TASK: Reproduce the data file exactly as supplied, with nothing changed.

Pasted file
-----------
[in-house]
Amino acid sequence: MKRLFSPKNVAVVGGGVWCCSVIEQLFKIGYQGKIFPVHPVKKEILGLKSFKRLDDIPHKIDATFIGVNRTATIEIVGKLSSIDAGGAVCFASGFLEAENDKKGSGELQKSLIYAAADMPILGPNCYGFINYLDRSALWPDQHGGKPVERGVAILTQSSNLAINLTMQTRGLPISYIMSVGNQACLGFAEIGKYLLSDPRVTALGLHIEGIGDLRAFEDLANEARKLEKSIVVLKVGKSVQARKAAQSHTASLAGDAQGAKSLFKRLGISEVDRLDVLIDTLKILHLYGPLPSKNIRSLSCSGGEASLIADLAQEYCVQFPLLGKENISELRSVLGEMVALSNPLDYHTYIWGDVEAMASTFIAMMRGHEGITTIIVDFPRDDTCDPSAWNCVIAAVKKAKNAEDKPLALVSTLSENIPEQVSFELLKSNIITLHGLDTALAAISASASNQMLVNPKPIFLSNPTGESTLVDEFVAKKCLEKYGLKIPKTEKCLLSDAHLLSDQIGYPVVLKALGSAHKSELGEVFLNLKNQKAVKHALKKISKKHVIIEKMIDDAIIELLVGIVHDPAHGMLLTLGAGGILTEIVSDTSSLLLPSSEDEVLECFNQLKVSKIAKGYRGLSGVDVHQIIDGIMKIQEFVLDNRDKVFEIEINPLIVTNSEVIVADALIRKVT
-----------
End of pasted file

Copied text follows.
[in-house]
Amino acid sequence: MKRLFSPKNVAVVGGGVWCCSVIEQLFKIGYQGKIFPVHPVKKEILGLKSFKRLDDIPHKIDATFIGVNRTATIEIVGKLSSIDAGGAVCFASGFLEAENDKKGSGELQKSLIYAAADMPILGPNCYGFINYLDRSALWPDQHGGKPVERGVAILTQSSNLAINLTMQTRGLPISYIMSVGNQACLGFAEIGKYLLSDPRVTALGLHIEGIGDLRAFEDLANEARKLEKSIVVLKVGKSVQARKAAQSHTASLAGDAQGAKSLFKRLGISEVDRLDVLIDTLKILHLYGPLPSKNIRSLSCSGGEASLIADLAQEYCVQFPLLGKENISELRSVLGEMVALSNPLDYHTYIWGDVEAMASTFIAMMRGHEGITTIIVDFPRDDTCDPSAWNCVIAAVKKAKNAEDKPLALVSTLSENIPEQVSFELLKSNIITLHGLDTALAAISASASNQMLVNPKPIFLSNPTGESTLVDEFVAKKCLEKYGLKIPKTEKCLLSDAHLLSDQIGYPVVLKALGSAHKSELGEVFLNLKNQKAVKHALKKISKKHVIIEKMIDDAIIELLVGIVHDPAHGMLLTLGAGGILTEIVSDTSSLLLPSSEDEVLECFNQLKVSKIAKGYRGLSGVDVHQIIDGIMKIQEFVLDNRDKVFEIEINPLIVTNSEVIVADALIRKVT